However, there are some micro-level possibilities that would make the BRH meso-level view less plausible. Here the role of comprehension is important. If individuals are smart enough in their choices, the BRH meso-level picture fades.

When people are smart and make good choices, the recurrence of good options and accumulation of design can occur without imitation-and-selection. Sterelny argues that recurrence of behaviors across generations at the micro-level often involves teaching and apprenticeship, and this is not a low-comprehension matter. So I took some of the debate on day 1 between Boyd and Sterelny about comprehension to be very important. This is an empirical debate. Morin’s summary comments, and his talk, also make a plea for “improvisational intelligence” in at least some domains.

Memes. In this area I think there was a “move towards the middle ground” over the course of the week. Here is my attempt to make the middle ground explicit, combining elements from Dennett, Blackmore, and Sperber and linking them to the ideas above: meme-talk is appropriate as a way of discussing recurring cultural objects that are produced and used in a somewhat low-comprehension way. They need not be replicators, even in a relaxed sense. They might arise by hetero-impact. But there is (or should be) a real difference between a meme-based view of cultural variants and a traditional rational choice framework. It is not the case that memes are just whatever recurs in culture; Sperber pointed out that this would trivialize the meme framework, and I think that is right. But memes need not be copied. There might be a role for attractors, hetero-impact, and so on. So the viability of this relaxed view of memes is tied to the empirical disagreement described above about comprehension.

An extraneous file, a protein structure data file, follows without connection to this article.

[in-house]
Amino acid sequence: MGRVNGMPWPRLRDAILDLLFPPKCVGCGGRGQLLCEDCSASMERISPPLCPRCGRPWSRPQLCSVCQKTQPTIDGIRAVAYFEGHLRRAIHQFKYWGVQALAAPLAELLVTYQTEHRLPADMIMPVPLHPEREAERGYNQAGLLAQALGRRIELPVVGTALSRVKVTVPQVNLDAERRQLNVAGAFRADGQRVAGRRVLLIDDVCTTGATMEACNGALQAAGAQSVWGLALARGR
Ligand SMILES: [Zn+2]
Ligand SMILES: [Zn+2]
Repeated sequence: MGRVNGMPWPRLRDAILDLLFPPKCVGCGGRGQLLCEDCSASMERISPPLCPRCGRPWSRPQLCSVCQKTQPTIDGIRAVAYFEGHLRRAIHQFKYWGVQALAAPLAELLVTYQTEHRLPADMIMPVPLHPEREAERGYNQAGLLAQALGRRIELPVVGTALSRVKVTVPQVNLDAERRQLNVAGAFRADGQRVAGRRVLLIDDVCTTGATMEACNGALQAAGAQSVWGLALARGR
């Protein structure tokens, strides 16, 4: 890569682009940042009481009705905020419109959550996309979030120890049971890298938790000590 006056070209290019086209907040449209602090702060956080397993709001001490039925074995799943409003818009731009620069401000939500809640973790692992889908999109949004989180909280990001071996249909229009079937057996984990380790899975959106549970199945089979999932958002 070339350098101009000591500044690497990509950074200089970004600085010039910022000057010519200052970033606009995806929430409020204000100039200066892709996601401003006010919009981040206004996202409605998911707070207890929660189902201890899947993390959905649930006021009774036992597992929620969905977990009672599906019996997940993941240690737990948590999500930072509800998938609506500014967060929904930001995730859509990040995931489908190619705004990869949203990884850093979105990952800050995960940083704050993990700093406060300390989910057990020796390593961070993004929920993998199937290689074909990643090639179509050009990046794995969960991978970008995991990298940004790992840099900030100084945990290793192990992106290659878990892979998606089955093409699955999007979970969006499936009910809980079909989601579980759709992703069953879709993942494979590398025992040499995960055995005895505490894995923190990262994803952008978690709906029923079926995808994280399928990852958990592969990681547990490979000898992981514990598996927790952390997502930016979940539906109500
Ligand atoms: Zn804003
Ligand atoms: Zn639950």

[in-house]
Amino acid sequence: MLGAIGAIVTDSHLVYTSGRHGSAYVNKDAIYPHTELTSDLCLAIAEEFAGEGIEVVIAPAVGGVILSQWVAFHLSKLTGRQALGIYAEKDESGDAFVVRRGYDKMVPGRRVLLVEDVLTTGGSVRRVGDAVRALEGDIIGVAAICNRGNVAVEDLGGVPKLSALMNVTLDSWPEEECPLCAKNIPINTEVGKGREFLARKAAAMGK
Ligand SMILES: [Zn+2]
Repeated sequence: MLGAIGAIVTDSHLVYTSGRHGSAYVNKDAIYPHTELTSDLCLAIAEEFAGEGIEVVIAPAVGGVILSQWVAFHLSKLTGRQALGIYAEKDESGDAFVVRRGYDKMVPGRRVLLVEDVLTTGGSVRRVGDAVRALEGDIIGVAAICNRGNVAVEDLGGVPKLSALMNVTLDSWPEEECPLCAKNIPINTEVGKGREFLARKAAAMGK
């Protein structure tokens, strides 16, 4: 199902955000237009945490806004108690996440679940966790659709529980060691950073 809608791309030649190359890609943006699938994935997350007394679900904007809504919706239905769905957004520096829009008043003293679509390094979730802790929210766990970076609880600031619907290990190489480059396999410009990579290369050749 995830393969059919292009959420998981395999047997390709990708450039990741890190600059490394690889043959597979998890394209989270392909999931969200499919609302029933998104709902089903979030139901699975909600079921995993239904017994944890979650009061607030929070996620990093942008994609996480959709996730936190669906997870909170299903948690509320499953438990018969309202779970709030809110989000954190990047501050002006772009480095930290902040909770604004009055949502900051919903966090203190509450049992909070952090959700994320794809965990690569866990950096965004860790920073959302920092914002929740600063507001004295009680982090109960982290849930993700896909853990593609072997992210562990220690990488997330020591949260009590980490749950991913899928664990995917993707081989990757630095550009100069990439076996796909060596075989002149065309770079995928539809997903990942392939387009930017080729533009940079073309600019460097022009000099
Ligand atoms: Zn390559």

I guess I think that the future of meme-talk will be in informal summaries of low-comprehension processes of cultural change, rather than actual theory-building. To say that is to disagree with Blackmore and Dennett on the theoretical importance of the cui bono issue.

Spatial representations. Modifying Dan’s initial chart, in my space I had three axes: comprehension, centralization, and saltation. Culture is more Darwinian when it has low values of all three. (And though there are plenty of populational and evolutionary processes that are not Darwinian, I think the chart captures something about the viability of evolutionary views of culture in a broader sense, too.)

I take it that the role of saltation is clear and uncontroversial, though there will be empirical disagreements. There was a lot of debate about comprehension, as I noted above. The locus of debate is especially the lower left “Kim versus Rob” part of the figure.

We did not discuss centralization very much, but I think everyone agrees that highly centralized societies are less amenable to an “evolutionary” treatment, in any non-trivial sense of that term. Something we did not discuss is the fact that a highly centralized society can still change by trial-and-error. In that case a different organic metaphor for culture becomes applicable, the idea of a culture as akin to an individual learning agent. Here’s a slight update of my chart from the last day: